A US Electoral Commission chief issued a sharp rebuke against Donald Trump on Wednesday after the president called for mail ballots to be dumped, as he refused to say whether he would leave office in the event of an election defeat to Democrat rival Joe Biden.
Ellen Weintraub, Federal Commission Commissioner (FEC), warned the president that America does not simply "get rid" of ballots. “In case anyone is unclear on the concept, in the United States of America, we do not ‘get rid of’ ballots. We count them,” she said in a statement on Twitter.
“Counting the ballots – *all* the ballots – is the way we determine who leads our country after our elections. The only way,” she added. Ms Weintraub, a former FEC chair, has previously warned that Americans may have to wait beyond election night to find out who their next president is, as millions vote by post amid the coronavirus pandemic.
At a White House press briefing earlier on Wednesday, Mr Trump refused to commit to a peaceful transfer of power should he fail to win reelection. "Well, we're going to have to see what happens," the president told reporters.
"You know that I've been complaining very strongly about the ballots and the ballots are a disaster," he added. "(G)et rid of the ballots and you'll have a very ... there won't be a transfer, frankly ... the ballots are out of control."
In case anyone is unclear on the concept, in the United States of America, we do not “get rid of” ballots. We count them. Counting the ballots – *all* the ballots – is the way we determine who leads our country after our elections. The only way. https://t.co/F4amcEvx2v
— Ellen L 😷 Weintraub (@EllenLWeintraub) September 23, 2020
Senator Mitt Romney was among those to condemn the president's comments, just days after giving his old foe tacit support over the decision to press ahead with replacing the late Supreme Court Justice Ruth Bader Ginsburg before the election, a move that threatens to reshape the highest court in the land for a generation.
"Fundamental to democracy is the peaceful transition of power; without that, there is Belarus," Mr Romney tweeted. "Any suggestion that a president might not respect this Constitutional guarantee is both unthinkable and unacceptable."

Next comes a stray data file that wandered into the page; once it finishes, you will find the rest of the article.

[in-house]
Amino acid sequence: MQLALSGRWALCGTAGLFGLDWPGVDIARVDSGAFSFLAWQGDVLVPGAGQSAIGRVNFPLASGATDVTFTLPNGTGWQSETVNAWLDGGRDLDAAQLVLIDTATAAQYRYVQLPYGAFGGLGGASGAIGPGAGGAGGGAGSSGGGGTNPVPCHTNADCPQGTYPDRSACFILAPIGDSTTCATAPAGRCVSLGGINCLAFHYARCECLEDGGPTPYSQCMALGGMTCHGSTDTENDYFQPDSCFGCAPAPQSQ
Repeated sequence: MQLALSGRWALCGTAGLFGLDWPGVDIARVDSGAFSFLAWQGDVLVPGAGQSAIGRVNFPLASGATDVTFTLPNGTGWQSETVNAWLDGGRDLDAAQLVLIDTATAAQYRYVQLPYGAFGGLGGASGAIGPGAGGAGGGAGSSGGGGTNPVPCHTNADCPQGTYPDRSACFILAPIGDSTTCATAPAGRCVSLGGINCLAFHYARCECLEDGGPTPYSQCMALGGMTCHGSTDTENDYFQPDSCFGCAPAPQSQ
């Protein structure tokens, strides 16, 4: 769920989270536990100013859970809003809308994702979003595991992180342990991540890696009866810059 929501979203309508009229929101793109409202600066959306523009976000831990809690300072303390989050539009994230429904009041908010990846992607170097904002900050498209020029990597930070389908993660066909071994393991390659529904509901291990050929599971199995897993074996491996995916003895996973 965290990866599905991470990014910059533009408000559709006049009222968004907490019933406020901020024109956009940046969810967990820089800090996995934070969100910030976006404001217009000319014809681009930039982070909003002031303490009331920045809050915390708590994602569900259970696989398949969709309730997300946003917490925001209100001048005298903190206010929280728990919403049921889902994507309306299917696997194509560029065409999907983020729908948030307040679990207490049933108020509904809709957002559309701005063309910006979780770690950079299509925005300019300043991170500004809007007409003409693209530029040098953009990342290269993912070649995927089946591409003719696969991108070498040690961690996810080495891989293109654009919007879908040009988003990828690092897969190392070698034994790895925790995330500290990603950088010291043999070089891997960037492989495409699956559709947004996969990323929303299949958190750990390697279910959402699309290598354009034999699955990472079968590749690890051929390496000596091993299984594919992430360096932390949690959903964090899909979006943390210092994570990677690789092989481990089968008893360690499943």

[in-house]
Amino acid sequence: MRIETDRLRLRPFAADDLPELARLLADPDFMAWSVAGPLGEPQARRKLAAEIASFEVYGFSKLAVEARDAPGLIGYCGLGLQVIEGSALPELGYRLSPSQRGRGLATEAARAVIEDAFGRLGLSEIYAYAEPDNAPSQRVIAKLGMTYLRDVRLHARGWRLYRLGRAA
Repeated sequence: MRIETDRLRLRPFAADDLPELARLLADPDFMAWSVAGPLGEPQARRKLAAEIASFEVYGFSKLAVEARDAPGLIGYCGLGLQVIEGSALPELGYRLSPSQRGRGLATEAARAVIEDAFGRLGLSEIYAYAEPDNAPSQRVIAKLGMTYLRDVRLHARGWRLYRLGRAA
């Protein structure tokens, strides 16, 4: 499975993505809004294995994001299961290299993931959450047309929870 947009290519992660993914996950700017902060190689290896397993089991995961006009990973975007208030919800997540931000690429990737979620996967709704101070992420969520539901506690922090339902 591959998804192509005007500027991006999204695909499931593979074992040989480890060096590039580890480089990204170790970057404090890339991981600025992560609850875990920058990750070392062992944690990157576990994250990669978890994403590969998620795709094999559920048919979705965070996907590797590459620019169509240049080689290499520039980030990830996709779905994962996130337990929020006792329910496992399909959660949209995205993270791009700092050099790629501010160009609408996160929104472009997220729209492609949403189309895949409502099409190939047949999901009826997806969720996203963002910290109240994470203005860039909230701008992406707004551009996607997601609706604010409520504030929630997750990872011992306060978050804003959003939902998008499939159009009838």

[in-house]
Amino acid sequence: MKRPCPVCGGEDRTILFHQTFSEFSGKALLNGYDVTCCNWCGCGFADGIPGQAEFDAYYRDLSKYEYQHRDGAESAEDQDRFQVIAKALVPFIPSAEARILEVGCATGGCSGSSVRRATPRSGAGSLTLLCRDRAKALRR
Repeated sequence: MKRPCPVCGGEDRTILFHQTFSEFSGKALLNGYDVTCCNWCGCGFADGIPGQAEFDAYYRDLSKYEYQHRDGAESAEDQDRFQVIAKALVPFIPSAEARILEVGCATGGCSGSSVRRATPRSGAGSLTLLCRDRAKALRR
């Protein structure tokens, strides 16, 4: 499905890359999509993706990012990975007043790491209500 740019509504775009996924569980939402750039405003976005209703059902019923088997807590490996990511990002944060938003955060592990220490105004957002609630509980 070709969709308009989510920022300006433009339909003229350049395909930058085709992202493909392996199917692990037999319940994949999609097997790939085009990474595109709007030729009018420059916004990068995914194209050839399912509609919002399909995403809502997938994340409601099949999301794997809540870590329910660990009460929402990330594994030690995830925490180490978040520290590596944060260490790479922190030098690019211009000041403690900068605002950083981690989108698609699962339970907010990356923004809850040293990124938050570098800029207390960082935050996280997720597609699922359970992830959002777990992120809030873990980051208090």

National polling shows that Mr Biden still commands a strong lead over the president. But those surveys have tightened slightly in recent weeks, particularly in key battle ground states such as Arizona, Florida and Georgia.
With just over a month to go before the election, the coronavirus pandemic and the economy remain the big issues. Some analysts, however, have suggested that Ginsburg's death could be a pivotal factor in the outcome of the vote.
Ginsburg, a liberal icon, died on Friday aged 87. The president has vowed to replace her with a conservative justice, which would tip the ideological balance of power in the court in favour of conservatives. The ideological make-up of the Supreme Court is crucial to its rulings on some of the most important and fiercely contested issues in US law, such as reproductive rights, voting rights, healthcare and tax laws.
Throughout the coronavirus pandemic, Mr Trump has repeatedly made unsubstantiated claims that mail-in ballots could fall foul to voter fraud. Several studies have shown little evidence of this taking place at previous elections.
Mr Trump has also previously said the only way Mr Biden could win the election is if it's "rigged". He has also suggested the result could be contested all the way to the Supreme Court. Democrats fear Mr Trump could attempt to cling to office using executive powers.